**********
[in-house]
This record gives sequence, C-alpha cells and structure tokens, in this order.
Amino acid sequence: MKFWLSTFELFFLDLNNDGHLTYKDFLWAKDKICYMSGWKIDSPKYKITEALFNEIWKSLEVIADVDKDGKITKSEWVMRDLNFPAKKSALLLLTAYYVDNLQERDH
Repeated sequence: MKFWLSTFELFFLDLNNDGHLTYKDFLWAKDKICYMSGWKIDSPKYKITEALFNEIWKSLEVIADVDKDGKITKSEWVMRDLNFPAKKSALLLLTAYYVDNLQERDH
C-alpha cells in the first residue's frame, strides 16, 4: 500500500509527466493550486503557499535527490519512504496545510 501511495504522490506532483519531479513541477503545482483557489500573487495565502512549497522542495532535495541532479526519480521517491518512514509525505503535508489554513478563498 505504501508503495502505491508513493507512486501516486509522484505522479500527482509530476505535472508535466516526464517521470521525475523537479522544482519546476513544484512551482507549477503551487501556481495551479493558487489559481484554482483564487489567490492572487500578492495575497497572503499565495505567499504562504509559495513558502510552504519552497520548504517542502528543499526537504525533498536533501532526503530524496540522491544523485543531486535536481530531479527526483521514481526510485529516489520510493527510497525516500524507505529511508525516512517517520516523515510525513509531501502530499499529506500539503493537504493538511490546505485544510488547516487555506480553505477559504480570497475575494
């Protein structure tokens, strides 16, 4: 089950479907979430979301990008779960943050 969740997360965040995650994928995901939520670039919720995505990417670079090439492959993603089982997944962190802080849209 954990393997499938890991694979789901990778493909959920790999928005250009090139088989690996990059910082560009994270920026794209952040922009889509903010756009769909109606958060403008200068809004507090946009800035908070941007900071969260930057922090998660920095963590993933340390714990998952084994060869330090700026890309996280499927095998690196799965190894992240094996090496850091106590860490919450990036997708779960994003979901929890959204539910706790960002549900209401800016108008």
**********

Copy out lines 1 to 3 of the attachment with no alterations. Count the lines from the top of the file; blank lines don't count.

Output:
[in-house]
This record gives sequence, C-alpha cells and structure tokens, in this order.
Amino acid sequence: MKFWLSTFELFFLDLNNDGHLTYKDFLWAKDKICYMSGWKIDSPKYKITEALFNEIWKSLEVIADVDKDGKITKSEWVMRDLNFPAKKSALLLLTAYYVDNLQERDH